Get your full text copy in PDF
(Department of Pediatrics, Shifa Tameer-e-Millat University, Shifa College of Medicine, Islamabad, Pakistan)
Ann Transplant 2021; 26:e932606
Wilson disease (WD) is a rare genetic disorder with vast clinical presentations and a higher incidence in areas where consanguinity is common. Most patients can be treated with oral chelation, but some require advanced surgical intervention, like liver transplantation (LT). This study aims to review outcomes of WD patients presenting to a tertiary care center over a period of 10 years.
MATERIAL AND METHODS: This retrospective analysis was conducted at Shifa International Hospital, Islamabad, Pakistan. Patients <18 years who were diagnosed with WD per ESPAGHAN guidelines from 2010 to 2020 were included. Presentation, diagnosis, treatment, and LT and its complications were recorded. Follow-ups were recorded, and patients were contacted by phone in cases of interrupted follow-up. Frequencies and percentages of variables were calculated.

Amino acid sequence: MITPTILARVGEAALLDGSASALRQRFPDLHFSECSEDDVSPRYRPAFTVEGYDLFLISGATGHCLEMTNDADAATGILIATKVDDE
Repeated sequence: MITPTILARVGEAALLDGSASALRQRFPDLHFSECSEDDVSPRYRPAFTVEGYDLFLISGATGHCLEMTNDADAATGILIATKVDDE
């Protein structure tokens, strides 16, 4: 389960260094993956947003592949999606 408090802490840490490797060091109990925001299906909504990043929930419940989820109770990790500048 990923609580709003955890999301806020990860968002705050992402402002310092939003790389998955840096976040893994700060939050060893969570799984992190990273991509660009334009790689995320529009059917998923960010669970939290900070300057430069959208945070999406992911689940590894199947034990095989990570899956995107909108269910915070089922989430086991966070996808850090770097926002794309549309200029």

RESULTS: A total of 48 patients with WD were identified. Symptomatic disease was seen in 45 patients, with 3 diagnosed on screening. The hepatic form was common (62.2%). Mean age at diagnosis was 9.74 (range 5-17) years, 28 (58.3%) were male, while 17 (35.4%) were female. Urinary copper was increased in all patients (645.82±528.40). Oral treatment with penicillamine was given to 34 (75.5%) patients; 4 (8.9%) died while on oral treatment. Living donor LT was performed in 11 (22.9%) patients, who had a mean King’s Wilson index of 11 (range, 6-14). Currently, all LT patients are alive, with maximum graft survival of 7 years.
CONCLUSIONS: LT offers a promising treatment with good outcomes in pediatric WD. However, timely diagnosis and management with oral chelation therapy can prolong survival without LT.
Keywords: ((2,3,7,8,12,13,17,18)-octaethylporphinato)copper (II), Acute-On-Chronic Liver Failure, Hepatolenticular Degeneration, Hospitals, Pediatric, Liver Transplantation